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Removing automapped accounts from Outlook

Full mailbox access permission and account automapping are a great exchange features. Automapping was introduced in Exchange 2010 and basically uses autodiscover to automatically map all mailboxes in Outlook to which a user has full access permission. Automapping was a boon for Exchange admins who no longer had to walk users through the process of adding accounts after granting full access permission in outlook via: Outlook Profile > More Settings > Advanced > Add.


Unfortunately if when running Outlook in Cached Mode (which is the default), all data within each additional account a user has automapped will be synced to the users local OST file. Since the preconfigured OST file size limit in Outlook 2010 and 2013 is 50GB, this can pose challenges. One thing you can do as a sysadmin to prevent OST corruption is to check the size of the mailboxes before granting full-mailbox access in a cached environment. If the aggregate of the automapped users plus the main users mailbox is greater than 50, it’s not a good idea if you’re running Outlook 2010. Outlook 2013 and 2016 have built in functionality to only sync partial mailboxes, so in those environments size isn’t as important.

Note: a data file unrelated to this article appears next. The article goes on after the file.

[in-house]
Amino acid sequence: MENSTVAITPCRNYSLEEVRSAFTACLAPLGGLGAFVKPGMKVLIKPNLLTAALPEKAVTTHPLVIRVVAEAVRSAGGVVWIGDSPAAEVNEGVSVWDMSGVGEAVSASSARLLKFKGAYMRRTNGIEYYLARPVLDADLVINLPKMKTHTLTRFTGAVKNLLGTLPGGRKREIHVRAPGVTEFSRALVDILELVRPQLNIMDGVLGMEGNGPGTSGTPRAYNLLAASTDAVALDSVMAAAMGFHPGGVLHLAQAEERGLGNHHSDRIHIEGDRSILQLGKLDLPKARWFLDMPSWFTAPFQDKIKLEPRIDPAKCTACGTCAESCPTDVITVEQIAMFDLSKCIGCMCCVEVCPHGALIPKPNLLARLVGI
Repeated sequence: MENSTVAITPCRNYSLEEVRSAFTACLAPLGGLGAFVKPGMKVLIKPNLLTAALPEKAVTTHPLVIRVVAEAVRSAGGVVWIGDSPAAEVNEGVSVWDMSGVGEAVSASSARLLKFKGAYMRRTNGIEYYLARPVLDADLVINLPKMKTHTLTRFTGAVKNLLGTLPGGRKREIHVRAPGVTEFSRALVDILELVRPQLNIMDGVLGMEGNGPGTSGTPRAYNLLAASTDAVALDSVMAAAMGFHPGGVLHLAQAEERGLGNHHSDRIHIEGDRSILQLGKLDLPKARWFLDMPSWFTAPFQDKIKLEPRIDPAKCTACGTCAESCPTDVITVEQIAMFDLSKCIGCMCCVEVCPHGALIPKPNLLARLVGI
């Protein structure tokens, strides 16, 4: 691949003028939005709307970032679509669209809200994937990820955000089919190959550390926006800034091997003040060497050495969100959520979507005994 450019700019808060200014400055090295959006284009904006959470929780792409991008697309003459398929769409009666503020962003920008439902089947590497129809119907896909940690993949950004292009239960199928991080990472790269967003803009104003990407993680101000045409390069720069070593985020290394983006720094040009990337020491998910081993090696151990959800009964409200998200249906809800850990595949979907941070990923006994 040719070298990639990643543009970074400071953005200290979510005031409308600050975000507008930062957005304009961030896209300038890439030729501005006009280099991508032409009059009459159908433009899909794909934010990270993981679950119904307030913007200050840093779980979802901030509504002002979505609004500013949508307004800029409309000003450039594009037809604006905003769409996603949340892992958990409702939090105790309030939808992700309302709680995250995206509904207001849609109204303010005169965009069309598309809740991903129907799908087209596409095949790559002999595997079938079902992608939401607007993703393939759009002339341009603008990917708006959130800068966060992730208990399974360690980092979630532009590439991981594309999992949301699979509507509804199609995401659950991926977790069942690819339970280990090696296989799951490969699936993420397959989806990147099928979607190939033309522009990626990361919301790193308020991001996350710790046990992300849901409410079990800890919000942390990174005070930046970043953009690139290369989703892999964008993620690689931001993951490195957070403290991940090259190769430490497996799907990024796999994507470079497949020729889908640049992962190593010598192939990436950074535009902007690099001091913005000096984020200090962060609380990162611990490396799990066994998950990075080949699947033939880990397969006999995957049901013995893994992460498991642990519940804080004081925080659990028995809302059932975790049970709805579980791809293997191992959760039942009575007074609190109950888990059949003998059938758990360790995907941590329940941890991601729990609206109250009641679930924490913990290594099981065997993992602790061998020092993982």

Ok so let’s say we didn’t check the mailbox size for user with automapped accounts and now he’s saying that Outlook 2010 just keeps syncing and never finishes. Upon inspection you find the user has 5 mailboxes automapped and they are definitely close to or even over 50GB combined. What can you do?

  1. Remove full access permissions for for the user from the accounts.
  2. Delete the users OST file and re-generate it. OST files are like databases, they do not shrink in size after you remove automapped accounts. If you’re at or close to the 50GB limit with an OST, I recommend re-creating it after removing full access permissions for as many other mailboxes as possible.
  3. Note that in some environments (even Office365) removing full mailbox access may not immediately remove the automapping. In that instance, here’s how to disable automapping for that user with a powershell command.

The powershell command below disables Automapping for Mark Steele after granting him full mailbox access to user Jane Smith.

Add-MailboxPermission -Identity Jane.Smith -User 'Mark.Steele' -AccessRight FullAccess -InheritanceType All -Automapping $false

August 26, 2016

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